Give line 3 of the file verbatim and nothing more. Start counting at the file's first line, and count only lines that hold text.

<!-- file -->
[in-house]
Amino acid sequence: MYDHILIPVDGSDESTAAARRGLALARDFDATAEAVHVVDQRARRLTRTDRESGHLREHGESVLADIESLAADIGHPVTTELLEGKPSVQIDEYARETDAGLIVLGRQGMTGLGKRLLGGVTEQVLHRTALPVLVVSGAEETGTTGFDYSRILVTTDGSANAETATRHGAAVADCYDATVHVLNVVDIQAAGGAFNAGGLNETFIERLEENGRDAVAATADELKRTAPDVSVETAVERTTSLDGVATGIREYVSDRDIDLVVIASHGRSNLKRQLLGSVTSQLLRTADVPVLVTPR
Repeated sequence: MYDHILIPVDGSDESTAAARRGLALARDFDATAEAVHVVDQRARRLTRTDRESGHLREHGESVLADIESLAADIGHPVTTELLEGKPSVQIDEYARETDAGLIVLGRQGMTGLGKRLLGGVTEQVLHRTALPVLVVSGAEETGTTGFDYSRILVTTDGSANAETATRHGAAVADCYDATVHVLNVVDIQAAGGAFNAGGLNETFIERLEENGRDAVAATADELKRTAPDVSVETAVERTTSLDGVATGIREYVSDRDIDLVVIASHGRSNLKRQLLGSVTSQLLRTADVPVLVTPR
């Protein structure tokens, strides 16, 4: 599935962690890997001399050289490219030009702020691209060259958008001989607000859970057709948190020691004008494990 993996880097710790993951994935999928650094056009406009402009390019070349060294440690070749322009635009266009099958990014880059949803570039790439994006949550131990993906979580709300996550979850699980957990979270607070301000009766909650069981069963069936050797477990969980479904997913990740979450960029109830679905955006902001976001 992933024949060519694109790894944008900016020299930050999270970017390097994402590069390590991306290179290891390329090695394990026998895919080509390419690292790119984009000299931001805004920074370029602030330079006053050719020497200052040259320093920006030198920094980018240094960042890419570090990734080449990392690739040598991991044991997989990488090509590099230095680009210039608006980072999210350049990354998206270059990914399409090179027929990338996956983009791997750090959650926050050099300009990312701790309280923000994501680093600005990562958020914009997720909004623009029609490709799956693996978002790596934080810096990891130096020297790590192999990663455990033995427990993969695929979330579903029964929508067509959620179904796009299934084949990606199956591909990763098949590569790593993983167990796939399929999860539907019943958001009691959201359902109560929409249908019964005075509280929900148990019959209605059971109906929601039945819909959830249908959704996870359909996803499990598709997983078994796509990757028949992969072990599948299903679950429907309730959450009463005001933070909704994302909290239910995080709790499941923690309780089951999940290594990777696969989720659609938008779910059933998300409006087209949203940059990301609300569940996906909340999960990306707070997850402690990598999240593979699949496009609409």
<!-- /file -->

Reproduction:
Repeated sequence: MYDHILIPVDGSDESTAAARRGLALARDFDATAEAVHVVDQRARRLTRTDRESGHLREHGESVLADIESLAADIGHPVTTELLEGKPSVQIDEYARETDAGLIVLGRQGMTGLGKRLLGGVTEQVLHRTALPVLVVSGAEETGTTGFDYSRILVTTDGSANAETATRHGAAVADCYDATVHVLNVVDIQAAGGAFNAGGLNETFIERLEENGRDAVAATADELKRTAPDVSVETAVERTTSLDGVATGIREYVSDRDIDLVVIASHGRSNLKRQLLGSVTSQLLRTADVPVLVTPR